110799

Twitter reportedly ready to shut down #Music app

Service getting the axe six months after debuting, but Twitter is still in the music game

Technology trends and news by Steven Loeb
October 21, 2013 | Comments
Short URL: http://vator.tv/n/32b4

Remember earlier this year when Twitter released its #Music app, which it called "a new service that will change the way people find music, based on Twitter"?

The answer is, well, probably not. 

In its first six months, the app never caught on, and Twitter, which is a few weeks away from going public, I guess really just can't afford to hold on to struggling services. So, #Music may just be saying goodbye forever soon, according to a report from AllThingD.

There is reportedly no set time frame for the app to be shut down.

Debuting in April, Twitter's #Music app ultimate point  seemed to be to get music that artists themselves recommended on Twitter.

It's #NowPlaying feature allowed   users to see the songs that had been tweeted by the artists and people they follow on Twitter. Another feature, called Suggested, analyzed the artists a user followed, in order to recommend songs it thinks they might like.

Users could also listen to music from artists that other artists follow. For example, if someone was following rapper Wiz Khalif, users could then search his name, then tap one of the artists Khalif is following and then start listening to their music.

It allowed subscribers of Rdio and Spotify to log in to their accounts and stream full tracks through Twitter. The app premiered right after Twitter bought music discovery service We Are Hunted.

The app was initially popular, reaching the number 6 for overall free app downloads in the App Store, but it quickly fell off. As of the end of August, it was ranked at #1672 in the App Store, according to Onavo, while App Annie has it at number 267 in iTunes. So, yeah, it was not exactly lighting up the charts.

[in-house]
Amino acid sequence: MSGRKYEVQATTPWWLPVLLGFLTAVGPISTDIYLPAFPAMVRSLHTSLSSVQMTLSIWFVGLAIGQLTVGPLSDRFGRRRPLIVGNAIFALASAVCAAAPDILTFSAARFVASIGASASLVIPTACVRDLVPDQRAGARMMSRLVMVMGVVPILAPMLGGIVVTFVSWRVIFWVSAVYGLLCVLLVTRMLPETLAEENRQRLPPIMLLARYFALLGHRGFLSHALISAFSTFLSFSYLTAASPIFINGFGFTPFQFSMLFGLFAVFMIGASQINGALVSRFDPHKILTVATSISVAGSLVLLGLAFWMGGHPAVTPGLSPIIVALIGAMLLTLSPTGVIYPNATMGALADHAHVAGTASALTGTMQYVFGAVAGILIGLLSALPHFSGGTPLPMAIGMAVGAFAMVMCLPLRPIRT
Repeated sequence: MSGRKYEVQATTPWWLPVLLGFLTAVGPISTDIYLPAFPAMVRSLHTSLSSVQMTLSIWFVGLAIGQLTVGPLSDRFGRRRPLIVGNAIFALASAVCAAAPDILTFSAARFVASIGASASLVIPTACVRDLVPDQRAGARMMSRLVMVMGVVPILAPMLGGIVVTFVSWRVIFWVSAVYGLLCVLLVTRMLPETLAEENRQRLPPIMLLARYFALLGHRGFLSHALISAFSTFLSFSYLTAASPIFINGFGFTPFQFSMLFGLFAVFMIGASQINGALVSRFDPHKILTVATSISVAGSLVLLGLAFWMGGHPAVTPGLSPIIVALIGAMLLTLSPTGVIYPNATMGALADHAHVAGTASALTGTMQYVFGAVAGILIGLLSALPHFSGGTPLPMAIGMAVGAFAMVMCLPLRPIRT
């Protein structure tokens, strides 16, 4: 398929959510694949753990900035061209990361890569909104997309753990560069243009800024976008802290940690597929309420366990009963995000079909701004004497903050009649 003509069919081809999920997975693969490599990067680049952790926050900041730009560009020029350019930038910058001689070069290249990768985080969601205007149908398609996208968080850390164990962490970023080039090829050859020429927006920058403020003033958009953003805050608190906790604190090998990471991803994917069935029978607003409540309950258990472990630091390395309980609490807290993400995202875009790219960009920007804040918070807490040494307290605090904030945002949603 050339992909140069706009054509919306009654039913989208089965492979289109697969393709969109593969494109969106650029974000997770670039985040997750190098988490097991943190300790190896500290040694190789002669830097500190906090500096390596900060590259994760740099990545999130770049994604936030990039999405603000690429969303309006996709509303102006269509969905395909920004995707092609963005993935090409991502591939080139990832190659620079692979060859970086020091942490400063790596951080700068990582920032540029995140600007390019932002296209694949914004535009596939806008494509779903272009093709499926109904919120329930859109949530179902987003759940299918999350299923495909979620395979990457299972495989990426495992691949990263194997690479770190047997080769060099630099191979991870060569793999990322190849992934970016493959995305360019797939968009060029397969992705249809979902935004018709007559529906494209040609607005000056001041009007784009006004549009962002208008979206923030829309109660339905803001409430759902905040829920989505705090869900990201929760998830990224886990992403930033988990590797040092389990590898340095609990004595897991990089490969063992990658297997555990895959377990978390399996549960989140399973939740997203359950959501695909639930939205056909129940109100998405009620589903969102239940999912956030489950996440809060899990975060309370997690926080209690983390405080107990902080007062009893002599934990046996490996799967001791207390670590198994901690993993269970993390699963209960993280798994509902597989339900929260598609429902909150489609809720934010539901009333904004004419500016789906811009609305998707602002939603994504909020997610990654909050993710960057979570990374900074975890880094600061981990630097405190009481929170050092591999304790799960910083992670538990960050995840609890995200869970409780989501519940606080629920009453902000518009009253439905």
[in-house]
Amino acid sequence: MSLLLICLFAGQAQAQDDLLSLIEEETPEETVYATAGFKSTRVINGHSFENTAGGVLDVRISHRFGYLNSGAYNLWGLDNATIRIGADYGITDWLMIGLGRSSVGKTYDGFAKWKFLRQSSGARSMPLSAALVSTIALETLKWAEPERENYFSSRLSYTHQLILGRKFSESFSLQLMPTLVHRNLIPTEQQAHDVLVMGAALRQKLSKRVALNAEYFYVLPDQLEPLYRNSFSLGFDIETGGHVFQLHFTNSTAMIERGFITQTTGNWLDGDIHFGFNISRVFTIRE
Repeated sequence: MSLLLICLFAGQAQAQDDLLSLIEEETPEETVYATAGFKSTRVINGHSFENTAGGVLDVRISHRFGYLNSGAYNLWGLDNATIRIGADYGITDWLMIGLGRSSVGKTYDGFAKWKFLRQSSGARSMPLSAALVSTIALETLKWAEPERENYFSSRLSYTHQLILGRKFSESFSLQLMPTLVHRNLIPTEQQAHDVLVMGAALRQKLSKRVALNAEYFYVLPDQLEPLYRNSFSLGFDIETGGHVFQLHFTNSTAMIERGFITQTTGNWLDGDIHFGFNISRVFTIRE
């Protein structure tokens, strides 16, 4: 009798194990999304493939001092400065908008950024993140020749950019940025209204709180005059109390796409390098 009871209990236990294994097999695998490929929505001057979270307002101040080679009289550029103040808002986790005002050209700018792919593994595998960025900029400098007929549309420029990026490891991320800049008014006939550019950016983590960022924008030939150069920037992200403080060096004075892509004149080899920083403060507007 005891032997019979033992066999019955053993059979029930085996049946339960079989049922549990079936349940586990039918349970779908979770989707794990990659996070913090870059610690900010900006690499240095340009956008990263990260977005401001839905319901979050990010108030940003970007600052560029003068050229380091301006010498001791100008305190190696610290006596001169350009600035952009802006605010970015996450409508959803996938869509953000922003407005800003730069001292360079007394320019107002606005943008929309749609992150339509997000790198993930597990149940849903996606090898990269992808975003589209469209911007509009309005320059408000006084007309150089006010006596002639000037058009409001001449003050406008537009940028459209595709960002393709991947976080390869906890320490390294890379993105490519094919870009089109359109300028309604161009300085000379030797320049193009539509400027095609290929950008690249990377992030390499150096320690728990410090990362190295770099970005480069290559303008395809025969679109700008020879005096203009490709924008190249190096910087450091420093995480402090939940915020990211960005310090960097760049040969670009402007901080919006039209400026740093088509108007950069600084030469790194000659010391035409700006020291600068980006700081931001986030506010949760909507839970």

The writing on the wall was there when   Kevin Thau, who was the  Head of the #Music app, abruptly left Twitter to join Biz Stone's mysterious Jelly startup in May. 

According to the reports from this weekend, the app was developed in isolation and was never fully integrated into Twitter. That probably explains its failure, as well as Twitter's willingness to cut it loose to quickly.

Even if this news is true, that does not mean that Twitter is giving up on the music space.

Just last month the company hired  Bob Moczydlowsky, the former senior vice president of product and marketing at Topspin Media, as its new head of music. In his new role, Moczydlowsky was put in charge of handling music partnerships, as well as hiring two new  deputies who will handle artist relations.

So, while you may have to say goodbye to #Music, Twitter will definitely be offering up new products and integrations with music artists and labels in the future. 

Twitter could not be reached for comment. 

(Image source:


Related news


blog comments powered by Disqus